The issue was about a defective authorisation that seems to have arisen due to the weird legal relationship between ACT Policing and the Australian Federal Police (ACTPol is part of the AFP, so it looks like 5AB(1) – ‘The head (however described) of an enforcement agency may, by writing, authorise a management office or management position in the enforcement agency for the purposes of subparagraph (b)(iii) of the definition of authorised officer in subsection 5(1)‘- was purported to be used rather than 5AB(1A) – ‘The Commissioner of Police may authorise, in writing, a senior executive AFP employee who is a member of the Australian Federal Police to be an authorised officer‘. I could be wrong but I wouldn’t be surprised).
The thing that was also worth noting was the number of invalid authorisations. The report (quoted above) noted 116 invalid authorisations, with a significant number prior to the reporting period. That number was subsequently revealed to upwards of 3,000. Should you be worried? How do so many requests get infected by error? I think this shows that the use of data in support of police operations have become so routine that huge numbers of authorisations are being processed. This, I think, is the second source of a reasonable disagreement.
Should access to telecommunications data be exceptional or routine? I really understand the view that this power of the police should be exceptional. You require specific access to a specific person’s telecommunication information for a specific purpose: granted. If batch data is used, then everybody is under surveillance to some degree. This argument is given some strong support given that recent changes to the Telecommunications (Interception and Access) Act 1979 were about preserving existing capabilities of police agencies: the shift from landline telephones to mobile data radically curtailed the police’s ability to do their job. So the TIA should authorise police to do what they could already do, adjusted for technology, but no more.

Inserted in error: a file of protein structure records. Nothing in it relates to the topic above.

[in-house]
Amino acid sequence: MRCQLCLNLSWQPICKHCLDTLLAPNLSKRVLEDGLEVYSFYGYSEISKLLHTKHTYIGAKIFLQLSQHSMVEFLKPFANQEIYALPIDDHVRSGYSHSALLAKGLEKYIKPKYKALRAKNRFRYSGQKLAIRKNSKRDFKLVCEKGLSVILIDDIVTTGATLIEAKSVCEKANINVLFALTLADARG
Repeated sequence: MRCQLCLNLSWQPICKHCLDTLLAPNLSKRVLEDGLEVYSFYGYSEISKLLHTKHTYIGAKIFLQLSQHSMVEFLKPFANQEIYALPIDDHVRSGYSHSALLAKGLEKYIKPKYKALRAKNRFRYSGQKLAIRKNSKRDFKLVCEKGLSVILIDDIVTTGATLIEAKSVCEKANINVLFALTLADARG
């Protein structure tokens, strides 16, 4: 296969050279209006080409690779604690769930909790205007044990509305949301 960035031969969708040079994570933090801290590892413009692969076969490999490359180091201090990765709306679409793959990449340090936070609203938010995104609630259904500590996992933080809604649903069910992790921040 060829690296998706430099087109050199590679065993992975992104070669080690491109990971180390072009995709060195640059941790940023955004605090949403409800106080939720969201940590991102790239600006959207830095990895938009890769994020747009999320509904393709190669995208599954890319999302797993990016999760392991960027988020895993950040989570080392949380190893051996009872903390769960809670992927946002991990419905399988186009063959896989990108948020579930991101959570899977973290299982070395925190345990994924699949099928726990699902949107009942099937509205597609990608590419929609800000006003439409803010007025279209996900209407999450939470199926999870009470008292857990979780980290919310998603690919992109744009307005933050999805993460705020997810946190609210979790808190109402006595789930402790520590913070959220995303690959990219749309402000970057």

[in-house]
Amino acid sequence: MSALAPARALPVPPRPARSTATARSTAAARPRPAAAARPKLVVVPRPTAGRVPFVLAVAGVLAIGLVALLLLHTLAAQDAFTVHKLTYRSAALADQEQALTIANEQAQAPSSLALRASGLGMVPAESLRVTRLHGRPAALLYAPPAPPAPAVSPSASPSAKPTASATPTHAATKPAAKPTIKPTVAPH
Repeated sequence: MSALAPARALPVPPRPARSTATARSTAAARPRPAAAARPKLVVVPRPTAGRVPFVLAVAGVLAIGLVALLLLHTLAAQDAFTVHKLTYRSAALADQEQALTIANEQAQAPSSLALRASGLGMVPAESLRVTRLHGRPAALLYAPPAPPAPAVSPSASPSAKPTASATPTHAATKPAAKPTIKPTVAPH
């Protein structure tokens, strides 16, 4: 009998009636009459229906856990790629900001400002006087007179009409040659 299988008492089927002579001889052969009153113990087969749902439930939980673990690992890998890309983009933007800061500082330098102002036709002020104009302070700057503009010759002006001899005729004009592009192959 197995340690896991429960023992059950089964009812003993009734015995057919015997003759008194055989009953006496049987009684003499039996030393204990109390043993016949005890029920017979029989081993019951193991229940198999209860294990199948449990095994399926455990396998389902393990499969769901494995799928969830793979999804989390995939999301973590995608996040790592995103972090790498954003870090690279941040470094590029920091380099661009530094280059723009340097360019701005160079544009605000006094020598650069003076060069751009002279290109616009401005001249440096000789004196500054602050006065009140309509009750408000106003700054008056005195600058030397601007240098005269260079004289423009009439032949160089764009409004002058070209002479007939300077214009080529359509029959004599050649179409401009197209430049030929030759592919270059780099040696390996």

But technology has also empowered police to be more efficient and more effective. You don’t need to physically tap a line; you can virtually tap dozens at once. The police are no longer confined to the same resource limitation that they were once under.
Thus the problem: I require specific access to a specific person’s telecommunication information for a specific person, and I need this a dozen times. The resource limitation that used to exist meant that there was a slower oversight mechanism. Now, the resource limitation is the oversight mechanism.
I think that’s a legitimate worry. I don’t think it’s catastrophic, but the person who thinks an exceptional power has become a routine power would be on fairly firm footing here.
What we need is a good public debate about this issue to see if community attitudes are genuinely changing. There is a lot of evidence to suggest that the media’s presentation of these issues is out of line with community opinion, but does this instead mean that the community isn’t worried about something that it should be worried about?